The Sacramento city voters have spoken

Jeff vonKaenel

The Sacramento city voters have spoken. Darrell Steinberg will be our new mayor, and city council members Allen Warren, Steve Hansen, Eric Guerra and Larry Carr all will be returning.

None of the city council races were seriously contested. No one even ran against Guerra. Despite a long list of mayoral candidates including Tony “The Tiger” Lopez and fighting single mom Councilwoman Angelique Ashby, Steinberg won in a landslide, capturing 59 percent of vote.

While the Sacramento council will be the same, it will be a whole new ballgame with Steinberg replacing disgraced Mayor Kevin Johnson. While reasonable people can agree or disagree about the arena or the strong-mayor initiative, anyone who has listened to the police-recorded transcript of Johnson talking with Phoenix teenager Mandi Koba will probably agree that a 10-foot pole should be kept between him and their underage daughter. And it appears there are numerous other women who wish a similar pole had been placed between them and Mr. Johnson.

Now that we have a new mayor, the new mayor and council should appoint the new city manager. In a puzzling and petty move, Johnson led an effort to replace City Manager John Shirey before the new mayor could take office. Most would agree that Shirey has done a reasonable job. And Shirey has made it clear that he would be willing to stay until the new mayor was in place. And maybe even longer. As you may remember, Shirey was hired on an 8-1 vote. Kevin Johnson being the one.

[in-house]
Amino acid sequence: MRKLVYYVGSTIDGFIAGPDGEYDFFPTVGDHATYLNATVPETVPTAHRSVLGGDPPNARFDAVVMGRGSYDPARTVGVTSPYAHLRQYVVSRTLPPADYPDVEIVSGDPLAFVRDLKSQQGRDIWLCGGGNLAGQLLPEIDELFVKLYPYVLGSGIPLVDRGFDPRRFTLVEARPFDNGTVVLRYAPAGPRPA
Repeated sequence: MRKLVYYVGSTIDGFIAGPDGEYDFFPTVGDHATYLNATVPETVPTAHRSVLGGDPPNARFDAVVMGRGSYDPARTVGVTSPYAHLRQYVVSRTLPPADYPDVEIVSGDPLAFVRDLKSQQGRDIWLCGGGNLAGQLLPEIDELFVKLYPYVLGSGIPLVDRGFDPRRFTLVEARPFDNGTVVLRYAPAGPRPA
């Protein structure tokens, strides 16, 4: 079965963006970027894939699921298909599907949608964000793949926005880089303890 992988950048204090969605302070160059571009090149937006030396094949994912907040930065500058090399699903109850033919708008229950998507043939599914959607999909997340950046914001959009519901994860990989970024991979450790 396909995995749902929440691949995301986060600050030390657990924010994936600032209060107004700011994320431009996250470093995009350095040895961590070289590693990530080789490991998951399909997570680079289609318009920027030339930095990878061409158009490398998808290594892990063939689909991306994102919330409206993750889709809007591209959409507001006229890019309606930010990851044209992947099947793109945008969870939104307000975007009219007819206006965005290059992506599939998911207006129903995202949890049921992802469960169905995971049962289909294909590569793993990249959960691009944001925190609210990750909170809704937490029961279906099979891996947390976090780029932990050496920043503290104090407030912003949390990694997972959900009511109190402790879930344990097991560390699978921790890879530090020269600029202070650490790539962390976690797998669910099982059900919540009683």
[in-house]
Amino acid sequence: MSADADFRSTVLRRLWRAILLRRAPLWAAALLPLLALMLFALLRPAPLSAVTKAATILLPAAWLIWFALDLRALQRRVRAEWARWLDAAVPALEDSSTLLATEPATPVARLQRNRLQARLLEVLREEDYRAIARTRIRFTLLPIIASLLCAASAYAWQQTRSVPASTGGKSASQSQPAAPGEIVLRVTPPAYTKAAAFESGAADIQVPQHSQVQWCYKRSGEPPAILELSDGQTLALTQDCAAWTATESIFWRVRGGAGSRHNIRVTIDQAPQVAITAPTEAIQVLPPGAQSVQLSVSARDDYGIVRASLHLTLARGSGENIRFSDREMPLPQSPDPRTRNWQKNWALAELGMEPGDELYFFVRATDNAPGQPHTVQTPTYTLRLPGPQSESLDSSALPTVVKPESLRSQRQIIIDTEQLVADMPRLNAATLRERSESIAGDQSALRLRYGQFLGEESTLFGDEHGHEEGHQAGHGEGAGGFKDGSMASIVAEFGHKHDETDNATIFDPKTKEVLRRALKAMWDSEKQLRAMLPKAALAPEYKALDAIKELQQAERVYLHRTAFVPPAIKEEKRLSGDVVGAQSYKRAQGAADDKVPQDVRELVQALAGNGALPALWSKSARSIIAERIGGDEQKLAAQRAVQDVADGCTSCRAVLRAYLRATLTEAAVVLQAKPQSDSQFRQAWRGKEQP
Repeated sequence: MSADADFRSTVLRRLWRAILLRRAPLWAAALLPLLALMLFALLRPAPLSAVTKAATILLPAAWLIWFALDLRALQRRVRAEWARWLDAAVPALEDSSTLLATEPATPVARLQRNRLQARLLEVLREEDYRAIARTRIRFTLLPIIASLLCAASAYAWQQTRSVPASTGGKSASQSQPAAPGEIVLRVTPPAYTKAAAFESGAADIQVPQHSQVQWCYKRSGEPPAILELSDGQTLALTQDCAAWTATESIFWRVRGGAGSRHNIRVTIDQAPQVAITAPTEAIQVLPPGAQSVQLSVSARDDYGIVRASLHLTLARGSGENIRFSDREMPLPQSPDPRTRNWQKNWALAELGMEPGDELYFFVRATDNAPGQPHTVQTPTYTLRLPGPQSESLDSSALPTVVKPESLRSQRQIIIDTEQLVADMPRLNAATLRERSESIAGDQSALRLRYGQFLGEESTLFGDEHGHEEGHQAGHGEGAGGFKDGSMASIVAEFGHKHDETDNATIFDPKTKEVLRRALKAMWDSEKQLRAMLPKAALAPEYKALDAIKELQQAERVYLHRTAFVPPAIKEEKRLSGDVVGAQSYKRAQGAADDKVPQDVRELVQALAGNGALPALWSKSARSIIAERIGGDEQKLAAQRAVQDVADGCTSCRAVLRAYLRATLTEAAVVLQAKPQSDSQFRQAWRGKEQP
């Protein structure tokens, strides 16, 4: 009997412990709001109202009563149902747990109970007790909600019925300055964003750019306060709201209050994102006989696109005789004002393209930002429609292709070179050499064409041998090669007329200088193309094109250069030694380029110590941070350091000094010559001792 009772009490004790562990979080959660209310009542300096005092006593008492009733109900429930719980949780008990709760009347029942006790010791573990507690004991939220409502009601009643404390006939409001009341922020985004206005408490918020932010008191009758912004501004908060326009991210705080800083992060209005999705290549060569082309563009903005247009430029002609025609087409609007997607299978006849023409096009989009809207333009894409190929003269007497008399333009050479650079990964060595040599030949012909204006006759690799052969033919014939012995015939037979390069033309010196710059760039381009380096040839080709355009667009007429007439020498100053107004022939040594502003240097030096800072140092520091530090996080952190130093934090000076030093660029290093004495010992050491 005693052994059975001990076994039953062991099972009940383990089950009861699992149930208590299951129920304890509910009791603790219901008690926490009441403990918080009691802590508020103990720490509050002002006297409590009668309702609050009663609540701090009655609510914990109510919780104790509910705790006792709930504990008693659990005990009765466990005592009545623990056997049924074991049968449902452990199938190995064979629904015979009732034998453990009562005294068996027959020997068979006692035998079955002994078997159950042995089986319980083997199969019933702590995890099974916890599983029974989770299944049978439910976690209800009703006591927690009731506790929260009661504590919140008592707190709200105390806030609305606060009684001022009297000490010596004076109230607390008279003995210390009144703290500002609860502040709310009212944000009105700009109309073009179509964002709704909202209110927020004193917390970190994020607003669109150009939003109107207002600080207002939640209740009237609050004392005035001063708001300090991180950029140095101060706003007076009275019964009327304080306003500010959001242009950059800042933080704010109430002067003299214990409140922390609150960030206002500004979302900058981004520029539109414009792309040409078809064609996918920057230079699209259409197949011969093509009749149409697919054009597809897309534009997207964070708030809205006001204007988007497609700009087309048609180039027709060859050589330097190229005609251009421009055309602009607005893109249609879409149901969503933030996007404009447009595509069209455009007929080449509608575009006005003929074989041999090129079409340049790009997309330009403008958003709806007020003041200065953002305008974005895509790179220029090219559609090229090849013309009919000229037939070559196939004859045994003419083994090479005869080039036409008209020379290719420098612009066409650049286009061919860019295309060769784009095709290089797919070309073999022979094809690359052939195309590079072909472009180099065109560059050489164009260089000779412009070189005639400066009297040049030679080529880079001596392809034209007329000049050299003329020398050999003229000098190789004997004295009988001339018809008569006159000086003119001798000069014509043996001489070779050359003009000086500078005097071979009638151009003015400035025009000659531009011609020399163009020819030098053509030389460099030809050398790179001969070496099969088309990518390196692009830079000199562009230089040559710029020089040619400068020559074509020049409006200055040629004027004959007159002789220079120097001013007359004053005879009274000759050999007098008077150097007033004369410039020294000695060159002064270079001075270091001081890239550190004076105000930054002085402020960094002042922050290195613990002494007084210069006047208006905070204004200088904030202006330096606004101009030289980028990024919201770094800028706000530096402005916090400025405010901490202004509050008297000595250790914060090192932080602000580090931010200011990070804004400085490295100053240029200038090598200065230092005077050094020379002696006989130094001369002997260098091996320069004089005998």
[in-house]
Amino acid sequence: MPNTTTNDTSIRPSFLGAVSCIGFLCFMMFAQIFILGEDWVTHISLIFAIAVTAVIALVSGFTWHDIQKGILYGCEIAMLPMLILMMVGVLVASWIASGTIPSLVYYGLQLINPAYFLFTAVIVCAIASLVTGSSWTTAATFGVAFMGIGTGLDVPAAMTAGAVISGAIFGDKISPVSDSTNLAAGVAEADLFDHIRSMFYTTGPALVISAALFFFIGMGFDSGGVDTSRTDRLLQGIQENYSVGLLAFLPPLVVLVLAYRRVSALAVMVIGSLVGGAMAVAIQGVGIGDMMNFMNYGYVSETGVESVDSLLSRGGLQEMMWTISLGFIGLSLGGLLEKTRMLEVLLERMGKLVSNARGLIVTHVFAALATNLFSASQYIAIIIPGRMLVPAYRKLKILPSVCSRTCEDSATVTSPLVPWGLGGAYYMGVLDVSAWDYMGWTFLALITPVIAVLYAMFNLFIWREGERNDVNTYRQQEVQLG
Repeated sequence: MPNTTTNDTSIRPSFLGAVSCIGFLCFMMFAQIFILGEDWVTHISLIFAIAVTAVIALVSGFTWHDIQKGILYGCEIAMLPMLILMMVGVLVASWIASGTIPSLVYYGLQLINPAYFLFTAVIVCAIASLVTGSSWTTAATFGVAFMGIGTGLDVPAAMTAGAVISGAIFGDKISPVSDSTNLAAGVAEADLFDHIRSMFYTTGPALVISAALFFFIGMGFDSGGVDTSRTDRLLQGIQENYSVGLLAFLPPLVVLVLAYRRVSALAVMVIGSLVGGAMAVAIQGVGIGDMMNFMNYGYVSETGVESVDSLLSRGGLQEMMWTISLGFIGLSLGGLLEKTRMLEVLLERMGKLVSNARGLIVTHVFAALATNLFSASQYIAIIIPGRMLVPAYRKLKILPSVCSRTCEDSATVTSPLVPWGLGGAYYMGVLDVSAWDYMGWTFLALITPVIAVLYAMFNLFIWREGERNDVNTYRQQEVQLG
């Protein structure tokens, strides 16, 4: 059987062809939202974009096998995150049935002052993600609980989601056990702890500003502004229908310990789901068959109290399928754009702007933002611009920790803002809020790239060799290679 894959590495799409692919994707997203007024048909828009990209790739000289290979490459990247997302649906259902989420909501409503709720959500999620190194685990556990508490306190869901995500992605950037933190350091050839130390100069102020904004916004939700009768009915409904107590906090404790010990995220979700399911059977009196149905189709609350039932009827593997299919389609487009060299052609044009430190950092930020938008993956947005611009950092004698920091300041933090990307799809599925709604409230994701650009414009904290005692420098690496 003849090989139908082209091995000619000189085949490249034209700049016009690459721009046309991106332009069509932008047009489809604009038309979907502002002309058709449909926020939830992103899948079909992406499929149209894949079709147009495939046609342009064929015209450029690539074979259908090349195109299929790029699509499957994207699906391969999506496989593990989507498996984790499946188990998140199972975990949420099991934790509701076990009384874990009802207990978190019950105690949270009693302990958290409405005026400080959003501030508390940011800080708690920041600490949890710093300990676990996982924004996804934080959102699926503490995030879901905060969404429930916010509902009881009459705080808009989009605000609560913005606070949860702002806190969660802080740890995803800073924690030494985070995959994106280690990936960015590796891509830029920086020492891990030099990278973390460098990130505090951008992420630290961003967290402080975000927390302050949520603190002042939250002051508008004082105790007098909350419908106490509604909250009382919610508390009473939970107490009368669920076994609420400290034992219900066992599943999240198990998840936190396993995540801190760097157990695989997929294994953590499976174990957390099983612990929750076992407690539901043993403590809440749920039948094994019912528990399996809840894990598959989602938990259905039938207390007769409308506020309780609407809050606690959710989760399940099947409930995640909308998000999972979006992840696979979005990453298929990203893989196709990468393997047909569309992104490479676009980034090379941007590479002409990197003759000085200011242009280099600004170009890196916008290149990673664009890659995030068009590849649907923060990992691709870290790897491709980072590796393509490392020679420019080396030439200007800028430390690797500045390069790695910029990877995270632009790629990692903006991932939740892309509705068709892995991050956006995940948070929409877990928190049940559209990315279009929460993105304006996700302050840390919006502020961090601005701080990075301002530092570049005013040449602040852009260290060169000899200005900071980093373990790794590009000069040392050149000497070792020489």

As popular as Steinberg was on election night, the marijuana tax was even more popular—even if it didn’t actually succeed. Measure Y, which would have put a 5 percent tax on marijuana businesses and then used the money to support youth programs, won 65 percent of the votes. That was just short of the two-thirds needed to pass it. The council should pass the tax and fund needed youth programs.

The bigger loser on election night was the Sacramento Metro Chamber. The chamber established a polarizing political action committee which endorsed Ashby. While Ashby may have had overwhelming support among members of the chamber PAC, I doubt that she had such support among chamber members. To make matters worse, instead of running a positive campaign explaining why they supported Ashby over Steinberg, they funded sleazy attack mailers on Steinberg, which the Sacramento Bee called false and misleading.

And now after running this embarrassing campaign, their candidate only received 26 percent of the vote. Now the chamber has to work with the new mayor. And they will have to deal with many upset chamber members who do not approve of these sleazy campaign tactics. The chamber should provide a forum for a nonpartisan discussion or debate of the important issues, not campaign in the gutter with false and misleading ads.

The voters have spoken. The chamber and city council should listen. And act accordingly.

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About the Author

Jeff vonKaenel
Jeff vonKaenel is the president, CEO and majority owner of the News & Review newspapers in Sacramento, Chico and Reno.